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Elon Musk says AI is 'one of the biggest threats to humanity' as he jets in for UK summit
1 November 2023, 16:40
Elon Musk has said that artificial intelligence is one of the biggest threats to humanity, after arriving at the UK's AI safety summit.
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The Tesla founder and Twitter owner, who has previously been critical of AI, said the conference was "timely" because of the "existential risk" that the technology poses.
Mr Musk is attending the world's first AI safety summit, which is being held over two days at Bletchley Park in Milton Keynes.
The event is being attended by world leaders, civil society and tech giants, who are discussing the potential risks of AI.
He said he hoped event attendees could establish an "international consensus" and create a "third-party referee" to serve as an AI watchdog.
Mr Musk told attendees: "I think AI is one of the biggest threats [to humans].
"We have for the first time the situation where we have something that is going to be far smarter than the smartest human.
"We're not stronger or faster than other creatures, but we are more intelligent, and here we are for the first time, really in human history, with something that is going to be far more intelligent than us.
"It's not clear to me if we can control such a thing, but I think we can aspire to guide it in a direction that's beneficial to humanity.
"But I do think it's one of the existential risks that we face and it is potentially the most pressing one if you look at the timescale and rate of advancement - the summit is timely, and I applaud the Prime Minister for holding it."
US Vice President Kamala Harris is among the global leaders in attendance, alongside Musk and other tech firms including Amazon, Google, Meta and Microsoft.
King Charles, who also attended the event, warned that AI risks need to be addressed with "urgency, unity and collective strength" as it continues to rapidly evolve.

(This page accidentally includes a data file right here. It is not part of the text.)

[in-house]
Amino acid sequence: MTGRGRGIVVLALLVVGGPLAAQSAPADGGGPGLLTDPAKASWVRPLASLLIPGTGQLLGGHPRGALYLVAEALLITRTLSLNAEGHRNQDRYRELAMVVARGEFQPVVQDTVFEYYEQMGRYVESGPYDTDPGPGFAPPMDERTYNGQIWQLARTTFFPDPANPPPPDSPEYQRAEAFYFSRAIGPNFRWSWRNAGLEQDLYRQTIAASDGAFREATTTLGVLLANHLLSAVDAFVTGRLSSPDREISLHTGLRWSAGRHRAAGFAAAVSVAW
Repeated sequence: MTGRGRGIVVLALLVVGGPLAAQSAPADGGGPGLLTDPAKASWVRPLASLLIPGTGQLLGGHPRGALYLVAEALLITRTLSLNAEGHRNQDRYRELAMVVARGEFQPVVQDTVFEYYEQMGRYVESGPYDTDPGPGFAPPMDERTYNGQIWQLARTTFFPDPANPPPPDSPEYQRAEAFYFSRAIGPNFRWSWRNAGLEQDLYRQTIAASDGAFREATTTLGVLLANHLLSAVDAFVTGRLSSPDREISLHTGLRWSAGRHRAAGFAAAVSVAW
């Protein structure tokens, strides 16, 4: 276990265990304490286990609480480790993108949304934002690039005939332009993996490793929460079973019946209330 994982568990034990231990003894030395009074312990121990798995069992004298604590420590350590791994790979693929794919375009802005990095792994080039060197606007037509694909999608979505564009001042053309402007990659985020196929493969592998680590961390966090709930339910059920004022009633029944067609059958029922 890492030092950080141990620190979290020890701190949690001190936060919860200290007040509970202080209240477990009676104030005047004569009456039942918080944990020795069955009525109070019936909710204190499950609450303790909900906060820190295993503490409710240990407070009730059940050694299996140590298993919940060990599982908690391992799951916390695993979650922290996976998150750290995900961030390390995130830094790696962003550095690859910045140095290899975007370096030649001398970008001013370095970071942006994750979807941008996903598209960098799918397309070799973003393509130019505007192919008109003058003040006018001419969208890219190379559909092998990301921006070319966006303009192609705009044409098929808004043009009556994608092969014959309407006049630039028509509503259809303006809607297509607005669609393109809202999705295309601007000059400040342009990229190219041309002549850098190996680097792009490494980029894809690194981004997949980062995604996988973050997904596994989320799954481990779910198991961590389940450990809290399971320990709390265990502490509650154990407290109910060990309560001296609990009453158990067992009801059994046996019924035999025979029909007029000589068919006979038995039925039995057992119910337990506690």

Delivering a virtual speech at the summit, the King said AI was "no less important than the discovery of electricity, the splitting of the atom, the creation of the world wide web or even the harnessing of fire".
He said it had the potential to "better treat or even cure" cancer or Alzheimer's disease.
But he said to "realise the untold benefits of AI" there also had to be a effort to combat significant risks.
"There is a clear imperative to ensure that this rapidly evolving technology remains safe and secure," he said.
"And because AI does not respect international boundaries, this mission demands international coordination and collaboration."
The King delivers a virtual address at AI Safety Summit
Twenty-eight countries including the US and China have signed an agreement for a a shared understanding of the opportunities and risks posed by frontier AI".
The Bletchley Declaration also sets out the need for "governments to work together to meet the most significant challenges" it poses".
Despite Mr Musk's warning of the dangers of AI, Met communications chief Sir Nick Clegg warned against heavy-handed regulation.
The former Liberal Democrat deputy Prime Minister said that threats about the end of civilisation were overblown, but said governments needed to co-operate on tackling risks to elections from AI-created disinformation like deepfakes.